New fire chief7/3/2019
Safety comes first for Pleasant Hill’s first full-time female fire chief.
Of the 30,000 fire departments in the United States, about 150 of them have a female fire chief — according to womeninfire.org. Less than 5 percent of firefighters are female.
On June 11, Pleasant Hill’s City Council voted unanimously to buck those trends as it hired Jamie Xayavong to serve as its full-time fire chief.
Xayavong is the first female to work full time for the city in this role. During her 13-year tenure with the department, she worked her way up, going from
lieutenant to captain, and then she served as interim acting fire chief for the past year before earning the full-time designation.
As interim chief, Pleasant Hill’s fire and paramedic staff transitioned from 12-hour shifts to providing round-the-clock, 24-hour services with paramedic and EMTs. In addition, the chief helped launch the design process for extensive upcoming building renovations, which she hopes to continue during her tenure.
Don’t get the wrong idea.
“I am not that sit-behind-the-desk chief,” she assures. “I will be the working one. I’ll be in the ambulance. I will be on calls. I’m not going to sit at my desk and let everybody else do the job. That would not work for me. I stay very active.”
Public service has been her passion from early in life. When asked as a youngster what she wanted to be when she grew up, she almost nailed it.
“An ambulance driver,” she responded. “So close.”
The new chief notes that the City of Elkhart has a volunteer female fire chief, but there are no other full time female chiefs in the metro.
“I’m the only one,” she says, adding that ReylonMeeks served as fire chief in a part-time capacity for Pleasant Hill before her.
When Xayavong isn’t wearing her chief’s hat, she is a lot like everybody else. The mother of three will soon be adding another person to the family.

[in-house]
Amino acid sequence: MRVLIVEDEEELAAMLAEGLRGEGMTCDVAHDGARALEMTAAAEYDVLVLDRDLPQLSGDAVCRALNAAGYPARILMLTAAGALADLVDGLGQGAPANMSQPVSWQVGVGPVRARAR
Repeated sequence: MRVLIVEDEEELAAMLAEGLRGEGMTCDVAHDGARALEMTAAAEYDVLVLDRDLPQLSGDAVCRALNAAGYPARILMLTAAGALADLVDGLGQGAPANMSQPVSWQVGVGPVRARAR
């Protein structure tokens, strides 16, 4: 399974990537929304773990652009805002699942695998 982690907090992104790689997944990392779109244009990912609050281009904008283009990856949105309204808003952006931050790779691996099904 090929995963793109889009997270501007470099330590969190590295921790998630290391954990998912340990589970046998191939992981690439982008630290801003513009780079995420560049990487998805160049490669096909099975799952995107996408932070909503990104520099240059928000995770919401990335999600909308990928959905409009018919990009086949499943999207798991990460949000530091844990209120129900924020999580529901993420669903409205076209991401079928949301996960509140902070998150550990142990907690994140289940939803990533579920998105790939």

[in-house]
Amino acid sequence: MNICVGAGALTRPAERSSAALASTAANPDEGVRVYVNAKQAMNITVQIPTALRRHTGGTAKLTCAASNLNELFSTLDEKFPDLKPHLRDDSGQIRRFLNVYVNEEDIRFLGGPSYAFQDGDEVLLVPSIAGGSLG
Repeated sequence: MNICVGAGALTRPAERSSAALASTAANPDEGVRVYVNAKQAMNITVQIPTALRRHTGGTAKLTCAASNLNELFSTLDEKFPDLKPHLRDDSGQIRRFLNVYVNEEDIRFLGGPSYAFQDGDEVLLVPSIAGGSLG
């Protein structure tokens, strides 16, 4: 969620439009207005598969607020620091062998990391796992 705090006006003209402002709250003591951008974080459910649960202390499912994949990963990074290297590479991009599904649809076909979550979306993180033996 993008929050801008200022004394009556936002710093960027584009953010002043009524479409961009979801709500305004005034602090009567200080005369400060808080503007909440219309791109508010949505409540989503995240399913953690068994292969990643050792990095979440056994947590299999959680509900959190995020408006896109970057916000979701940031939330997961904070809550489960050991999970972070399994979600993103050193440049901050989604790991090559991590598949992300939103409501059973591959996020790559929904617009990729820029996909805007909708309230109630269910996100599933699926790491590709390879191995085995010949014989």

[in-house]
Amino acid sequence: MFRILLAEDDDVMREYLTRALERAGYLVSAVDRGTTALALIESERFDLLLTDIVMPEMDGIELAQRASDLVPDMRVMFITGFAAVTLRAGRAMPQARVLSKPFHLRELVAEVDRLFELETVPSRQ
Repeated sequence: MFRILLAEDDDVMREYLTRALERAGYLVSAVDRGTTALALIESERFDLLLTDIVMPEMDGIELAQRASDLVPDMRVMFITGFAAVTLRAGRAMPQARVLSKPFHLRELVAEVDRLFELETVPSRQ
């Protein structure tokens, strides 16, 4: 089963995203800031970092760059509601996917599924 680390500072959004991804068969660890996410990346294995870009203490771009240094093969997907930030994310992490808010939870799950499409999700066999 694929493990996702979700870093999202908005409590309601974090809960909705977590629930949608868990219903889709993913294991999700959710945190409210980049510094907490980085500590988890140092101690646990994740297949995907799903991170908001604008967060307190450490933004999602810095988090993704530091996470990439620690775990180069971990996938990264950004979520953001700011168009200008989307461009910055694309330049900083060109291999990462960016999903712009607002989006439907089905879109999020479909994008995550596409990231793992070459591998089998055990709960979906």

“My 23-year-old is going to have my first grand baby,” she says. “It’s a girl. We are so excited.”
That excitement hammers home her reasons for going to work each day. Pleasant Hill residents don’t often experience major house fires — most incoming
emergency calls are for emergency medical services — but firefighting is a dangerous occupation, and fires do happen. As chief, Xayavong’s most important
mission is clear.
“I want to make sure that my people are safe,” she says. “I want to make sure the community is taken care of and that they are safe. And overall, I just, again, I want to make sure everybody goes home at the end of the day to their family, whatever that takes.”
The City of Pleasant Hill is served by the Polk County Dispatch, which alerts the Pleasant Hill department regarding emergencies. The department responds to calls for structure, vehicle and grass fires, and provides emergency medical services such as: the rescue of people from water and ice; controlling releases of hazardous materials; extricating people from vehicle collisions and overturned farm equipment; and treating and transporting injured and ill patients. Pleasant Hill’s fire station is located at 5151 Maple Drive in Pleasant Hill. ♦